As the product of two gymnasts, it was only natural for me to fall into that sport. When we were little, Mama taught in exchange for us to take beginners classes. I mostly remember lots of time on the trampoline. When we moved to Houston, my parents got me into a good local gym. I remember learning to do a back-handspring off a 12-inch deep mat. When we moved to Ohio I started at a facility that emphasized plenty of jumping rope and rope climbing; I took some time off and then went back to the sport and another gym after Bridget got interested. This last gym also focused a lot on conditioning (read: 500 sit-ups a practice, splits with each foot raised several inches off the floor, push-ups with heavy weights on your back).
I loved it, but I was not fearless enough be a competitive gymnast. I also had no clue how to control my own strength, which is pretty much the key to any sport. After several not-so-safe experiences with over-rotation, I tried to reign in my body’s power. Running across the mat only to under-rotate my back-handspring set me up with weakened ankles and plenty of landing on my knees. Forget aeriels or back tucks. Uneven bars were my favorite aparatus, but I was too scared of rips and falling to commit to the wild-but-controlled thrusting my body away from the bar. Forget release moves or even successful kips. The beam was my least favorite and combined my fear of heights with my fear of tumbling on narrow ledges. Then, there was the vault. I was terrible at the vault. If you’ve never tried it, you may not understand the complexities involved: proper vault height, the perfect distance between the springboard and the vault, the exact number of steps counted out back to the starting position, the affect of sweat/humidity/temperature on your feet; so very many things can go so. very. wrong. Like this:
Can’t tell you how many times I launched myself full-force straight into the side of the vault. Face. Plant. Man, that hurts. I loved hurtling down the strip toward that thing, never quite sure what would happen, very certain it wouldn’t be pretty. But that run was pretty much the only point in practice when I was more determined than afraid.
Along with gymnastics I tried myself at a number of ball sports: soccer, volleyball, basketball. I enjoyed being active and participating with a team, but I’m just not a very competitive person by nature. I like the effort; I like the physicality; I don’t really like the sweating; I enjoy pushing myself. But I just don’t care about winning. So after some intramurals in college, I stepped off the field for awhile.
After years spent mostly inactive, my friend Courtney took me out for a jog. I barely made it a mile. Sure, it was July, which is practically the worst month to be alive in Tennessee, second only to August, and I was pushing a jogging stroller, but I was devastated that I didn’t have the stamina to go further. ONE MILE?! I couldn’t make it any further without my lungs giving out or my legs seizing up?! I determined that must change.
The thing about running is that you’re mostly only competing with yourself. For me anyway, it’s not a sport about winning; it’s a sport about meeting a certain goal, pushing myself only to finish. It becomes more of a mental challenge than a physical one. I slowly began to train for a 5k (3.1 miles). When the heat never gave way, even into September, I quit. I’d made my 3 mile goal a number of times, but I thought screw that race, it’s too damn hot to be out here. Then I got knocked up and put off running for over a year and a half. When I started back last March I had to build back up to 3 miles, but I did quickly. Courtney recommended trying to run in a few races to stay motivated and stick with it. This past summer I began adding miles onto my runs, hoping to find a half-marathon or marathon nearby.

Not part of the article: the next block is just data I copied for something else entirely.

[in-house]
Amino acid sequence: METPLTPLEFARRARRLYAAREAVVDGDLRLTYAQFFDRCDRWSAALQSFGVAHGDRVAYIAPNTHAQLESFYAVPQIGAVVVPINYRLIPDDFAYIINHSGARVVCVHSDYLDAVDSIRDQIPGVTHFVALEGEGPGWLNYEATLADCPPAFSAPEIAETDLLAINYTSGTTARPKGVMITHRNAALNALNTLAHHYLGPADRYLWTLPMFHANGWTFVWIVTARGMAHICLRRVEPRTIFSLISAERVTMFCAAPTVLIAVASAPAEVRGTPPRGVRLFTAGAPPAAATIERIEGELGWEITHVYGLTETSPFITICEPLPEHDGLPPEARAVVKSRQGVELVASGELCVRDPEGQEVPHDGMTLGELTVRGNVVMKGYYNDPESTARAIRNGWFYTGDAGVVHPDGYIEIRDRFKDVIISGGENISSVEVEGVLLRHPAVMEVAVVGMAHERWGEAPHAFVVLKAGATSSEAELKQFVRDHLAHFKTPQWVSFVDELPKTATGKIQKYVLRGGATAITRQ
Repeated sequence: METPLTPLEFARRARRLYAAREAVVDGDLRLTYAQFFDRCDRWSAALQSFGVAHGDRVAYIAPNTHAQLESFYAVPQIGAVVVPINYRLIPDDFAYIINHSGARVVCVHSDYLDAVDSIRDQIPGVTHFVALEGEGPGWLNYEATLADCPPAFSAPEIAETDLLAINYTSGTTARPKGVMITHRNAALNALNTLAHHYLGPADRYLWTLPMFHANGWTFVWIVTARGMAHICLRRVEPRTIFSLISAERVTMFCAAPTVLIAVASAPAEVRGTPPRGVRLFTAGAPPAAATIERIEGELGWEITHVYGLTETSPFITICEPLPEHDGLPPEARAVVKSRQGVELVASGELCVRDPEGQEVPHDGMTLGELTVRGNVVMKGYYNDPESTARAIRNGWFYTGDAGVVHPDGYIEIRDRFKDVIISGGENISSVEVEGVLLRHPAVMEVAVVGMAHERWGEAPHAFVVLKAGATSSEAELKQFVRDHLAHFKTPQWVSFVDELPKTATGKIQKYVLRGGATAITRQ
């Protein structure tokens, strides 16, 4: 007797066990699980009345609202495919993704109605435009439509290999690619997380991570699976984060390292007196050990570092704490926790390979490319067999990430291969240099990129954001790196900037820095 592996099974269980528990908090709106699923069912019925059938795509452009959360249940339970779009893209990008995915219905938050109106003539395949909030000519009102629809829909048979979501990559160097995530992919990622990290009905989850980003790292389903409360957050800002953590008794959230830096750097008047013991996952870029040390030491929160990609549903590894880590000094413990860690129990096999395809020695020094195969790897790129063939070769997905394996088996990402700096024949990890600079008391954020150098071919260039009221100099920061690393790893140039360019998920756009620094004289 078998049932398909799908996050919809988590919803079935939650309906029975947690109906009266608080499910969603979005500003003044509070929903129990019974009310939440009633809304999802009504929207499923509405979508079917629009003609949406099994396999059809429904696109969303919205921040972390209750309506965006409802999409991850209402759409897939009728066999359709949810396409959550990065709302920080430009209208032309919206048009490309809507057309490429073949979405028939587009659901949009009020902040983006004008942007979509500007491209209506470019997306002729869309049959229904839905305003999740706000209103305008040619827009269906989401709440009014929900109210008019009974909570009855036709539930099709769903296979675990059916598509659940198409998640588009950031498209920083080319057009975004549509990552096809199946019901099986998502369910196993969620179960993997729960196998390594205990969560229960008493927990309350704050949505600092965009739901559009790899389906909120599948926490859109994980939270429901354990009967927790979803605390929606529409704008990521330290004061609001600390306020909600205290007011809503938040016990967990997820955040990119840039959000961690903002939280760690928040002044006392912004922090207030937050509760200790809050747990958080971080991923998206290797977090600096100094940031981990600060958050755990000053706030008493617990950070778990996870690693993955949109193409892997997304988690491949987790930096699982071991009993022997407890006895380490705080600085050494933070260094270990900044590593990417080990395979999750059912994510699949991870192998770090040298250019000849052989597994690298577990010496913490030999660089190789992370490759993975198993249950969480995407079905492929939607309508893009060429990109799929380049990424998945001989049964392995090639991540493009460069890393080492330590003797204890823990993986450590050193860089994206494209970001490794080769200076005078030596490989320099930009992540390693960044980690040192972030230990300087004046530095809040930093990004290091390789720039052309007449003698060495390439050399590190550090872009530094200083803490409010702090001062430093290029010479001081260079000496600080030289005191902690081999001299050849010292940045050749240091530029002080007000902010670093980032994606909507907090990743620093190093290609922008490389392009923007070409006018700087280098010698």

My friend James was in the same boat, getting back into running after more than a decade out of the sport. We started running together a few mornings a week until late fall when our schedules stopped lining up. We kept training separately, and I finally found a local race and asked James if he wanted to try it. When we signed up for the half-marathon in February, I think we both had hopes to just simply finish the race. We ran together just once after registering for the race.
I met James at his office at 7am; it was 23 degrees outside. He said, “Oh, I got you something.” Now, this rarely happens for me, getting random gifts, and it’s what you might call a little awkward when one of your friends, who is the husband of one of your other friends, says, “I got you something.” I waited, huddled in my jacket, as he pulls a record out of his backseat. “It was a quarter at Goodwill.” That’s a relief anyway; I won’t have to feel weird about you getting me something expensive. He turned it over and handed it to me. OH. MY. GOSH. I love my friends.
We ran our race this past Saturday. When I realized there would be a professional photographer on the road, I told James we had to pose like the cover of this record. And because we are epic and have bizarre senses of humor, we did.
Yes, I stole this photo. PeachSports.com wanted me to buy a 4×6 for $20, and that’s just not going to happen. Anyway, the photo merge is rough, but you get the idea of just how awesome we are. We ran 13.1 miles in 2 hours, 29 minutes and 25 seconds. Not fast; we didn’t win; but by-gum we finished. And we looked good doing it.